Of course, guitar leading the way through what’s essentially a riff-driven style of heavy rock isn’t so much a surprise as it is a tenet of the genre — and indeed, Stew‘s work will be readily familiar in its ’70s-worship purposes to the converted — but even with that in consideration, the way Jansson interacts musically with bassist/vocalist Markus Åsland and drummer Nicklas Dahlgren proves fascinating and is something that stands the band out among their many bluesy peers. Solos and lead lines periodically step forward to do the work of riffs, as in side B’s “Sweet and True” or the earlier title-track, with its subtly winding progression during the verse and nigh-on-hypnotic jam in its second half (the song, by the way, is under four minutes long, so take “jam” relative to that), and that gives Stew an all the more dynamic sound as they move through more straightforward fare like “Newborn” at a comfortable mid-paced sleek, dropping hooks as they go as trailmarkers for those making their way through an album that still somehow feels light on flourish.

Åsland‘s performance on vocals as well is worth specific note, as the character he brings to a song like “Endless Journey,” finds him settled into a niche somewhere between Chris Cornell and Robert Plant as the track careens between volume changes. From the outset of post-“Into” opener “Right on Time,” through “People” and the slower turn of “Newborn” after the opening salvo is concluded, Åsland is in command of the proceedings vocally and he remains so for the duration. Between his presence and Jansson‘s standout guitar work, Stew hone the very classic-power-trio impression they would so much seem to be shooting for — and in righteous fashion, most especially for the spirited edge they bring to the style. That is, they’re playing to genre, no question, but they’re bringing a sense of who they are as artists to that. It can be heard in a track like “Fruits,” which delves into more spacious fare pushed forward by Dahlgren‘s drumming, the swing of which is a somewhat understated but ultra-necessary anchor for the proceedings as a whole, and it’s their burgeoning identity that helps them stave off stylistic redundancy.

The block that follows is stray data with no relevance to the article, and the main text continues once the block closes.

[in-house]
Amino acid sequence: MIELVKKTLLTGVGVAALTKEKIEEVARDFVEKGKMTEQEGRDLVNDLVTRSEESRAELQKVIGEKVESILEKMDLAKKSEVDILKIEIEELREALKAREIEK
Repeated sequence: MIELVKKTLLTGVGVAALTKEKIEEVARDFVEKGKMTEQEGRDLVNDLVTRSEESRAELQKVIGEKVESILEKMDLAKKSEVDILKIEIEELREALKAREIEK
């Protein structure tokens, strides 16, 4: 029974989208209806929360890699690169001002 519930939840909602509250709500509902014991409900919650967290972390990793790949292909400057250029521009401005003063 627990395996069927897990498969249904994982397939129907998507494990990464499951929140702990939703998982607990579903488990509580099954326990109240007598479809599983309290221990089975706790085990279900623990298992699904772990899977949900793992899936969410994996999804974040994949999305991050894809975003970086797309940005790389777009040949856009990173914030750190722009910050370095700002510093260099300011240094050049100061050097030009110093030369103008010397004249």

stew

And it is burgeoning. One should know going in that Stew seem by no means to be a finished product on their first album, but what they do throughout People, all the way down to the birdsong-laced acoustic closer “Morning Again,” is to give an initial showcase from which to build as they move forward. They’re working to establish themselves within a crowded subset of heavy rock that has been largely abandoned by its foremost champions, and while they bring classic ideas to bear with a modern production style and clarity, their purposes remain fluid throughout in songwriting and their ability to shift between various vibes, from the smooth semi-psych melodies of “Goddess” and the mellow blues in the first half of “Afraid of Getting Nowhere” to the rock ‘n’ riot of “Play the Fool” and the earlier one-two punch in “Right on Time” and “People,” they’re only bolstered by the obvious strength that comes from such flexibility.

When it comes to getting on board, they make it easy. People isn’t about issuing challenges to its audience so much as bidding welcome, and of course the familiarity at play in their sound is a part of that. They’re using the more established aspects of their sound — their direct influence from modern takes on vintage heavy — as a way of connecting with a specific listener, who knows what they’re doing and appreciates it, but the whole thing would fall flat were it not for the songwriting and performance underlying. It’s easy enough — if potentially expensive — to fire up the right gear and roll out a bit of boogie here and there, but to do so while leaving behind memorable tracks marked by highlight interplay between the members of the band is something else and something worth celebrating. As People plays out across its tight 37-minute run, it’s no challenge to discern where the band are coming from, but especially in considering it as their debut LP, even that fact says something positive about how they’re able to bring their stylizations to bear in such an effective way.